Why did AIG, Martin Feldstein, Hank Paulson and Timothy Geithner let these “patsy contracts” bring down the entire financial system? Yes, the financial contracts were based on fraud, on the part of both AIG — taking in income through speculating without adequate capital and— by Goldman Sachs (and other AIG counter parties) by entering into financial contracts with AIG knowing full well they did not have the capital to back them up.
4. Counterparties to any type of swap–currency, interest rate, credit–all know one must continuously monitor the balance sheet and financial capacity of both the counterparty and the risk of the underlying instrument traded.
Post Dodd-Frank, the question remains who should have been and who should be allowed to “make markets” in over-the-counter derivative markets. As this Wikipedia entry explains on the interbank FX market, which is no different than the interest rate or credit default swap market, it has traditionally been the commercial banks that have made the markets in over-the-counter swaps and currencies.
Should AIG have been playing in this market? Should hedge funds? What is the role for commercial banks in making markets for OTC swaps and currencies? Who should be part of the “club” in OTC markets? Perhaps AIG should have been punished for speculating in a market that was the “realm” of commercial banks. They could have hedged their outsize bets, but chose not to. It would have reduced their speculative income and reduced the bonus payouts. It is just that simple.
Commercial banks and investment banks, like Goldman Sachs, should have been punished for disregarding the financial capacity and underlying market risks of their counter parties. They created the house of cards and forced the taxpayer to clean up the mess.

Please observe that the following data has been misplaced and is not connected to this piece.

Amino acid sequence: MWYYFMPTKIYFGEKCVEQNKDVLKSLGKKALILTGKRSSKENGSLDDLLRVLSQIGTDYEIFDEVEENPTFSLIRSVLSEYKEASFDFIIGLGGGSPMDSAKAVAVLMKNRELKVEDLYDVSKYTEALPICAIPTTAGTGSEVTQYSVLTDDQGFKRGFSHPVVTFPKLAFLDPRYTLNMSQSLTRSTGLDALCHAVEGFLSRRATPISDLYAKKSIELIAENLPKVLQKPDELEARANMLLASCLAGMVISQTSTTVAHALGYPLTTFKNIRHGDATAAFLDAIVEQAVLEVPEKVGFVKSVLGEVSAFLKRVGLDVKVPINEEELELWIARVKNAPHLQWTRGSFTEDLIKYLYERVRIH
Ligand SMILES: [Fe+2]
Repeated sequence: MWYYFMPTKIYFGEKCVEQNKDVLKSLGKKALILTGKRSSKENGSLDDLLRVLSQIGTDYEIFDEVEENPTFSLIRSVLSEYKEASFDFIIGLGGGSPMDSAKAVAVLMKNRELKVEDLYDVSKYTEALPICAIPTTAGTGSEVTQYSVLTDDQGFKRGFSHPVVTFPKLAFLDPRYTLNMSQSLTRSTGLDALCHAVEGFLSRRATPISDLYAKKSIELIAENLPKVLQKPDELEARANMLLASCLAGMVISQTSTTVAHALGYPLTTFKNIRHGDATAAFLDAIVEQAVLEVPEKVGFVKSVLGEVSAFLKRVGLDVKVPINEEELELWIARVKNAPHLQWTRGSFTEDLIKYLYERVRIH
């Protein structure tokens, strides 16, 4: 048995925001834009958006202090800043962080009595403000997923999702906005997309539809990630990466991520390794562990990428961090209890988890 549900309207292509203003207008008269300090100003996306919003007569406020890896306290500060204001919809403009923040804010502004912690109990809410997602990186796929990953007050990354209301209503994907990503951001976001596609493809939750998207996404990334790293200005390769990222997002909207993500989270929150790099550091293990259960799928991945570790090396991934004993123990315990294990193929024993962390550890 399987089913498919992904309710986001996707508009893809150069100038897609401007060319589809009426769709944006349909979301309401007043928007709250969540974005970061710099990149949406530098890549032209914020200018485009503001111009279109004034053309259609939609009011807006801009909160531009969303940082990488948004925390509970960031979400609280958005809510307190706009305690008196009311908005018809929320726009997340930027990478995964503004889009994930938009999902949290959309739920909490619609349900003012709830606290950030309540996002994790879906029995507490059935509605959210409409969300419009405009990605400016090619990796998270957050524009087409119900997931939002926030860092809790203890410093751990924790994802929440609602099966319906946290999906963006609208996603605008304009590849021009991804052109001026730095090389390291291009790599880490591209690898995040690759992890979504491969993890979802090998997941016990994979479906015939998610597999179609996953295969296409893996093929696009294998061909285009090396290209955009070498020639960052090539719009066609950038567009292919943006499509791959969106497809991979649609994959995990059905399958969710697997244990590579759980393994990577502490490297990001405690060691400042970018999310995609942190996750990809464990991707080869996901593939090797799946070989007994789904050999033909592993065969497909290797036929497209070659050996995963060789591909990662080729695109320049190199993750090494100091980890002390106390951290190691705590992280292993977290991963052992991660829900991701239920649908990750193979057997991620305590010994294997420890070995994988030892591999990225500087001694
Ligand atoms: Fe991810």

Who are Acceptable Counter parties in OTC Derivative Markets and the Role of Commercial Banks/Federal Reserve Bank
The AIG suit raises many questions that have yet to be answered since the 2008 financial crisis:
- Who can and should be participants in the traditionally interbank OTC market?
- Interbank markets were originally based on a hand-shake between commercial banks. Collateral was not necessary. Commercial banks traditionally “made the markets”. Commercial banks selected counter parties, such as AIG, that were not commercial banks and allowed them to “make markets”. Commercial banks breached the traditional interbank role to allow new non-commercial bank speculators simply to expand their speculative gravy train in the mortgage “junk”.
The answer to AIG’s suit seems clear. Commercial banks were complicit in allowing AIG to create fraudulent financial contracts, ISDA swap contracts, not insurance. AIG and Mr. Cassano were well aware these were in no way “insurance” contracts, they were speculative swap contracts. There is a traditional relationship between the Federal Reserve and commercial banks. The OCC monitors and reports quarterly on the outstanding OTC derivative contracts for commercial banks. AIG was treated differently because it is not a commercial bank. That accounts for the discrepancy in outcome by the Federal Reserve Bank. It is tough luck for AIG shareholders, but AIG was speculating in an inter-bank market, where they should not have been speculating.
Yet, that does not relieve the inside job crafted by Mr. Paulson and Mr. Geithner. AIG’s contracts were entered into fraudulently. AIG knew they did not have the capacity to back them up and Goldman, in selecting AIG as their counterparty, also knew AIG did not have the capacity to back them up given a 5% down movement in the markets, predicted by AIG’s Board Member, Harvard Economist Martin Feldstein in the summer of 2007.